“The concern is valid,” says Rajeev Dhawan, who directs the economic forecasting center at Georgia State University in Atlanta. “Yesterday's headline number [puts] pressure on the Congress to come to some kind of a solution on the sequester.”
Consider that economists are generally forecasting growth of about 2 percent in gross domestic product this year, and in the fourth quarter a $47 billion decline in defense spending was, by itself, sufficient to drag down the rate of GDP growth by nearly 1.3 percent.
When the economy “paused” (that’s the word the Federal Reserve used Wednesday), planners in private businesses and at the Pentagon caused the downshift partly in response to uncertainty about the “fiscal cliff,” the scheduled tax hikes and spending cuts that loomed at the time.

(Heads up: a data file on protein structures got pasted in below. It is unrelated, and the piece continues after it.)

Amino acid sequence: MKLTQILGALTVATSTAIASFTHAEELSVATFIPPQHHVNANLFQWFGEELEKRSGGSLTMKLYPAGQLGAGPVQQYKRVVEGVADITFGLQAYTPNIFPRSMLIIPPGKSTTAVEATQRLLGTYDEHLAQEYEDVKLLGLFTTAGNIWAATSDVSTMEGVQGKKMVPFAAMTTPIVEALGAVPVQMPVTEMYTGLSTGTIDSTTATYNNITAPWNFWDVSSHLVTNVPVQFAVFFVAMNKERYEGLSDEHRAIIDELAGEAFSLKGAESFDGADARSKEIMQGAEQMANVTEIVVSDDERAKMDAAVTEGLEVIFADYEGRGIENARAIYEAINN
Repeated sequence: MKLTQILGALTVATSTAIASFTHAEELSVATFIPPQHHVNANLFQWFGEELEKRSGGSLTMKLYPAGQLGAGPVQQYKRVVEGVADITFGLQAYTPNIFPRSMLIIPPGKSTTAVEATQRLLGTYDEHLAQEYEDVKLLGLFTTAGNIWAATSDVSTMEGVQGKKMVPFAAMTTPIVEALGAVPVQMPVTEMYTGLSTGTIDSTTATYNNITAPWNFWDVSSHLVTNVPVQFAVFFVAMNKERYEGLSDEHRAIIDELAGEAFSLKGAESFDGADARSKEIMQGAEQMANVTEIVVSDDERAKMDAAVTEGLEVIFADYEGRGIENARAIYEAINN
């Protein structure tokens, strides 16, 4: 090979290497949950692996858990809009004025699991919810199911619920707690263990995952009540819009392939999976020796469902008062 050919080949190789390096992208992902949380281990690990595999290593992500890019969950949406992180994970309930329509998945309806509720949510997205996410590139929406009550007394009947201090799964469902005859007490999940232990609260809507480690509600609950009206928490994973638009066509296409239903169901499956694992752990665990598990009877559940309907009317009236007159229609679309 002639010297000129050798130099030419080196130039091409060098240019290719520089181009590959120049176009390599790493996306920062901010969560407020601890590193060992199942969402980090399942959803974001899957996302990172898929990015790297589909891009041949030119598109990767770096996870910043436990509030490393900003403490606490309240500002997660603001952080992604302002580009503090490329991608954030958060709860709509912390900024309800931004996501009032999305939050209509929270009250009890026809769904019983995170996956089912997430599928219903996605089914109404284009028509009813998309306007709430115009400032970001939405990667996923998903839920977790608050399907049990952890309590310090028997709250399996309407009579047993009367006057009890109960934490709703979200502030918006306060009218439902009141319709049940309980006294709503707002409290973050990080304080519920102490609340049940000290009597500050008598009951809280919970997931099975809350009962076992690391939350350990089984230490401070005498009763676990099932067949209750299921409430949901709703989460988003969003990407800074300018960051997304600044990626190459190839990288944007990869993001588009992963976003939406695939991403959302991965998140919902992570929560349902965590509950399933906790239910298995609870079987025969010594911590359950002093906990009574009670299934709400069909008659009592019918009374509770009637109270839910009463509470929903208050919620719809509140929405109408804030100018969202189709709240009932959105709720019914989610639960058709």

The tax side of that uncertainty has been largely addressed, but the spending cuts were merely postponed until the end of February.
Both Democrats and Republicans have said they’d like to address federal budget deficits through planned adjustments, rather than the automatic cuts – which would be divided equally between defense spending and a large swath of non-defense programs.
Budget experts tout the idea of a bipartisan accord, for example, that would focus on reforming entitlement programs, while dealing a less-severe hit to the economy in the form of sudden spending cuts. It’s far from clear, however, that the automatic spending cuts will be avoided.